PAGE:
posted by pw201 at 12:56 PM on October 13, 2019 [5 favorites]


Yeah, in the era of trump and ultra-marketing and fake news, I'm really uncomfortable with the "look what I can make people do" content. I've watched all three of his shows available on Canadian Netflix and I admit to kind of half-consciously believing that there are advanced ways that 'mentalists' manipulate people and really can hold power over them and I don't know if that's true or not despite reading a bunch of people here saying it's not, and I think someone who doesn't have metafilter levels of introspection is going to come away with a much stronger message about manipulation.

Thought experiment: how much would Brown need to tweak his style and his approach to "manipulation" to fit in perfectly with the alt-right dudebros, the red pills and MRAs: the answer is a tiny, tiny amount. Brown is playing ambiguously with what quickly becomes ideology in other men's hands. Inherently reductionist and nihilistic ideology—the only type that can arise from the too-common principle that other people exist to be used.
posted by sylvanshine at 5:30 PM on October 13, 2019 [3 favorites]


As the author of the profile, I was never going to flat-out expose Derren's methods, but I definitely hoped to get across that old-fashioned deception and magician's tricks are very much in play when he does his thing. He says as much.

That said, early in his career, he was a little cheekier about passing himself off as the real thing--i.e. that he actually used cutting-edge psychology to manipulate and read people--and it got him publicly spanked for intellectual dishonesty. He's much more playful--and, with the caveat that being a magician involves lying, honest--about what he does now. What he does better than anyone else, IMO, is make the purported method plausible, mind-blowing, and entertaining.

Which may be why a lot of people continue to believe that he posesses ninja mind-control abilities, uses NLP, etc. To me, he is a superb entertainer, with a genuine ability to put into play our beliefs about what is possible.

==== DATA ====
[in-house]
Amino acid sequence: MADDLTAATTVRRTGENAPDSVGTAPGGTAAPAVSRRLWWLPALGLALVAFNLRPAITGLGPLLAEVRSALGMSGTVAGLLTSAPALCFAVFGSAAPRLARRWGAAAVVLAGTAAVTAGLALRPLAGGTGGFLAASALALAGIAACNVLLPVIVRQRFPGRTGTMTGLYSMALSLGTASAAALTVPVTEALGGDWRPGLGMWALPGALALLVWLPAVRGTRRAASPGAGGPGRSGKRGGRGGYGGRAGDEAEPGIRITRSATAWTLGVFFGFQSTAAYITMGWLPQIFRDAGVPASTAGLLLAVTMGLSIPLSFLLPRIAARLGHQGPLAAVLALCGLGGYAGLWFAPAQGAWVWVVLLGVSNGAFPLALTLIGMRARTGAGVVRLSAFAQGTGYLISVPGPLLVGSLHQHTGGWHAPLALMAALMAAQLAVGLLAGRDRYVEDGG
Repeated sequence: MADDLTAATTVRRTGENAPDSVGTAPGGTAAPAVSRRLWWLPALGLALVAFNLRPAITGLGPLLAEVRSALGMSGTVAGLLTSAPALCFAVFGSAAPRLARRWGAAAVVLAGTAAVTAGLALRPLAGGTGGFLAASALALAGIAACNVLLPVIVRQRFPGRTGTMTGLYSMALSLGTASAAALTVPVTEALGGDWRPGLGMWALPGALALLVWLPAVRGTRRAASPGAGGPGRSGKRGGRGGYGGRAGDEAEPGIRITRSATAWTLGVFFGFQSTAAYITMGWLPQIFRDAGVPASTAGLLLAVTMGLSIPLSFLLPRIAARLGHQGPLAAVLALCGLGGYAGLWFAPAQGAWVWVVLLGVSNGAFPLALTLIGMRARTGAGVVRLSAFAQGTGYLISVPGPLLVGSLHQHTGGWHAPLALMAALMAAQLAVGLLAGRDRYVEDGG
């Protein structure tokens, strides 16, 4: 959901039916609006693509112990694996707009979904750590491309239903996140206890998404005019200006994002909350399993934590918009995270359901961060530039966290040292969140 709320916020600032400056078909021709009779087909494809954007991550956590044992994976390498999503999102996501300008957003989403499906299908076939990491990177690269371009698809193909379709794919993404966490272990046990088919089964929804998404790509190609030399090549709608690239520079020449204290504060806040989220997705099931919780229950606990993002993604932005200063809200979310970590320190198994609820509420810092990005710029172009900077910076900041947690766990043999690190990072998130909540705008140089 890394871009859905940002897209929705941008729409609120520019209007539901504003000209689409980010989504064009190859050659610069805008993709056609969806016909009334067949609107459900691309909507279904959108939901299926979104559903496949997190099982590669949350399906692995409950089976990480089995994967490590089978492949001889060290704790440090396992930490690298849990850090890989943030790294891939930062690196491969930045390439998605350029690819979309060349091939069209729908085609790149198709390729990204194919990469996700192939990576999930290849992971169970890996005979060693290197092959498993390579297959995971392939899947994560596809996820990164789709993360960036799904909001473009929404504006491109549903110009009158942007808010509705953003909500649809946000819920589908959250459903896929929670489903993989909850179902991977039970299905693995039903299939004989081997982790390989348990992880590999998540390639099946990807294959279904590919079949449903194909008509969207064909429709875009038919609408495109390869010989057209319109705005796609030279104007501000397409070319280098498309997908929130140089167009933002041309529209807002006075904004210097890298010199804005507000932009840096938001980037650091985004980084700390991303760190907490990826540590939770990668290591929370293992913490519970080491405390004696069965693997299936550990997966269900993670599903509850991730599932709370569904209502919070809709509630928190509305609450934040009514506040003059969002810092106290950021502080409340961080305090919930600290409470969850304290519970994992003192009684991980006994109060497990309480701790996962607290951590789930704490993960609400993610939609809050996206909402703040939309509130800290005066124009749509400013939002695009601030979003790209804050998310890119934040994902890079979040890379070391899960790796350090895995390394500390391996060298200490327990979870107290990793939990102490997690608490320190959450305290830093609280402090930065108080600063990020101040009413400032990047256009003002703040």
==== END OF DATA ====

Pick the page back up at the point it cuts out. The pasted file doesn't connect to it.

posted by adgnyc at 10:04 AM on October 14, 2019 [32 favorites]


Thanks for that extra perspective, adgnyc!
posted by So You're Saying These Are Pants? at 11:21 AM on October 14, 2019 [2 favorites]


> As the author of the profile...

Dang, I love Metafilter.
posted by The corpse in the library at 1:29 PM on October 14, 2019 [6 favorites]


calling a stage magician "lying" is almost on the same metaphorical level as calling someone who downloads a file exactly same thing as stealing a car.
posted by ovvl at 6:19 PM on October 15, 2019 [1 favorite]


People don't seem to think of Brown as a stage magician, though. They think of him almost like the TV version of Malcolm Gladwell. They think he's doing pop-science demonstrations.
posted by muddgirl at 6:27 PM on October 15, 2019 [3 favorites]


A Mentalist like Brown is a fancy stage magician, who shifts frames of reference around in order to seduce the audience into thinking for a moment that illusions are real, for entertainment purposes. Malcolm Gladwell also does something like that, but not exactly the same.
posted by ovvl at 5:13 PM on October 17, 2019


Yeah, in the era of trump and ultra-marketing and fake news, I'm really uncomfortable with the "look what I can make people do" content.

Urgh, not to derail, but I've had this with that "What Would You Do" TV show, where we're supposed to be entertained by a premise of "How does it feel to think someone you were afraid to chase just stole your phone, sucker? We totally lied to you and you fell for it!"
posted by rhizome at 5:30 PM on October 17, 2019